- The individual must earn income from providing personal services to that trade or business.
- The individual must work in that trade or business for an average of 20 hours per week or 80 hours per month. If that working owner participates in a health plan sponsored by that same association, he or she is deemed to meet the hours requirement as long as he or she earns enough to cover the cost of the insurance premium in that association health plan.
Although this change does apply for associations, working owners are still not permitted to join PEO MEPs as adopting employers.
Under existing guidance, the determination of whether a PEO could offer a MEP was made using the same standards that applied to groups and associations. These regulations change that and provide a separate set of requirements to analyze.
The requirements are more or less the same as those included in the proposed regulations, with one important difference:
- The PEO must perform substantial employment functions.
- The PEO must have substantial control over the MEP as the plan sponsor, plan administrator, and named fiduciary.
- All participating employers must have at least one employee other than the owner.
- The PEO must ensure participation is limited to only employees of client employers.
The difference is in that first bullet point. In the proposed rules, DOL provided two safe-harbor standards to demonstrate performance of substantial employment functions. The final rule condenses that to a single safe harbor with requirements. The PEO must:
- Assume responsibility to pay wages to employees,
- Assume responsibility to handle withholding, remittance, and reporting of federal payroll taxes,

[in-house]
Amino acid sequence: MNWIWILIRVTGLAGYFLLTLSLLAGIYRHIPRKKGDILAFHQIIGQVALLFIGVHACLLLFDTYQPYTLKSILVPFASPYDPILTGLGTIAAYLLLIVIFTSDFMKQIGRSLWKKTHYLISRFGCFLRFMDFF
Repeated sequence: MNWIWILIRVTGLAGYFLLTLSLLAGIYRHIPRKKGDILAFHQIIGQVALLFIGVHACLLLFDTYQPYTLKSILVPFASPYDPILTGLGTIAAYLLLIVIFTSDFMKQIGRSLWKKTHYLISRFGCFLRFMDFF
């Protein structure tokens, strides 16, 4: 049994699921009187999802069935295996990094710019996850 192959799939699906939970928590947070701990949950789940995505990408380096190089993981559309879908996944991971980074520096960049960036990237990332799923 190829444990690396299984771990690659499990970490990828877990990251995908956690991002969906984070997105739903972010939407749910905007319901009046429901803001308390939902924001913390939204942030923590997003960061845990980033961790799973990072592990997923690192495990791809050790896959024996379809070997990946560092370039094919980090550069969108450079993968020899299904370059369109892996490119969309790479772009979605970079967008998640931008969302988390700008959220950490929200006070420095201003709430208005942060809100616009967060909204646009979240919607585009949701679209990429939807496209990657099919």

- Play a “definite and contractually specified role in recruiting, hiring, and firing workers,” and
- Assume responsibility and have control over any employee benefit plans which the client contracts may require the PEO to provide.
Effective Date & Conclusion
The final regulations are effective September 30, 2019, but there are quite a few details to work out between now and then, including the possibility of some required plan document changes. We also have the appeal from the federal district court decision that could still throw a monkey-wrench into the roll-out. Not to mention, these final regulations could present some challenges to certain existing multiple employer plans that have some overlapping ownership but not enough to be considered technically related.
Just about every item we have discussed in this post has enough detail to make it a post unto itself, but you would get carpel tunnel from scrolling by the time you got to the end. Over the next couple of weeks, we will dissect each of these provisions, explain some of the details, and provide you with our commentary along the way.
Tune in next time…same MEP time, same MEP channel!